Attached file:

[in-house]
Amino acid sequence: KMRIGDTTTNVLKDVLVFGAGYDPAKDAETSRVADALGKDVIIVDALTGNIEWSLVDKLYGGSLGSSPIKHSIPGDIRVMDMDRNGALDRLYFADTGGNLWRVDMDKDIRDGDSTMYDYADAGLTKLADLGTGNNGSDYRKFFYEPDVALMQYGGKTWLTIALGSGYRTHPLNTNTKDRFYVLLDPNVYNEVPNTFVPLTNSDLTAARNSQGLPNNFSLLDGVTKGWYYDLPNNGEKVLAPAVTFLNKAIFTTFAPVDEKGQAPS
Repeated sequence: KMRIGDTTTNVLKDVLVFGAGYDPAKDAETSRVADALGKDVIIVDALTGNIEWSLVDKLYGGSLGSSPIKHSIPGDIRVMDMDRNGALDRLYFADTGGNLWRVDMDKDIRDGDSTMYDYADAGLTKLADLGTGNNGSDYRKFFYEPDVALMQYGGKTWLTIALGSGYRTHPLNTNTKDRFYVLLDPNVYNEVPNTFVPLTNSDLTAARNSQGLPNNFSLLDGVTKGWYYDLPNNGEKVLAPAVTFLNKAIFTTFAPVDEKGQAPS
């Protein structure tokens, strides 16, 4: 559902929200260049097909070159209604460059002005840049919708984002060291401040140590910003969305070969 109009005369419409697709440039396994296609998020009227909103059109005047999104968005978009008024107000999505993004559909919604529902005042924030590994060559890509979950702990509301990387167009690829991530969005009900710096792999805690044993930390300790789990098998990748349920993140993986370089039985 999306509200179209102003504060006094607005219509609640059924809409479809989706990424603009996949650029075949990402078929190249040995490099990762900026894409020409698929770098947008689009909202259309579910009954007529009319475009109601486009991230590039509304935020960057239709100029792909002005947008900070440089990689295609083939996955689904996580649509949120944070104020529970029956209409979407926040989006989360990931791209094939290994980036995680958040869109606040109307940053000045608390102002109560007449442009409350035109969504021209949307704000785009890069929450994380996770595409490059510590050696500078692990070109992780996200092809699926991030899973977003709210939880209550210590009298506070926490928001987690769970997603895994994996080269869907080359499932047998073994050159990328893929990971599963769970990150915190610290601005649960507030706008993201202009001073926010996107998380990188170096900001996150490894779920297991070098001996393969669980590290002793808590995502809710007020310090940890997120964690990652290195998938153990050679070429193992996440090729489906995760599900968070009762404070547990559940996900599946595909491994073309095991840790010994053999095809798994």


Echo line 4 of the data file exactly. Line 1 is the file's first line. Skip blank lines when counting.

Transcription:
């Protein structure tokens, strides 16, 4: 559902929200260049097909070159209604460059002005840049919708984002060291401040140590910003969305070969 109009005369419409697709440039396994296609998020009227909103059109005047999104968005978009008024107000999505993004559909919604529902005042924030590994060559890509979950702990509301990387167009690829991530969005009900710096792999805690044993930390300790789990098998990748349920993140993986370089039985 999306509200179209102003504060006094607005219509609640059924809409479809989706990424603009996949650029075949990402078929190249040995490099990762900026894409020409698929770098947008689009909202259309579910009954007529009319475009109601486009991230590039509304935020960057239709100029792909002005947008900070440089990689295609083939996955689904996580649509949120944070104020529970029956209409979407926040989006989360990931791209094939290994980036995680958040869109606040109307940053000045608390102002109560007449442009409350035109969504021209949307704000785009890069929450994380996770595409490059510590050696500078692990070109992780996200092809699926991030899973977003709210939880209550210590009298506070926490928001987690769970997603895994994996080269869907080359499932047998073994050159990328893929990971599963769970990150915190610290601005649960507030706008993201202009001073926010996107998380990188170096900001996150490894779920297991070098001996393969669980590290002793808590995502809710007020310090940890997120964690990652290195998938153990050679070429193992996440090729489906995760599900968070009762404070547990559940996900599946595909491994073309095991840790010994053999095809798994």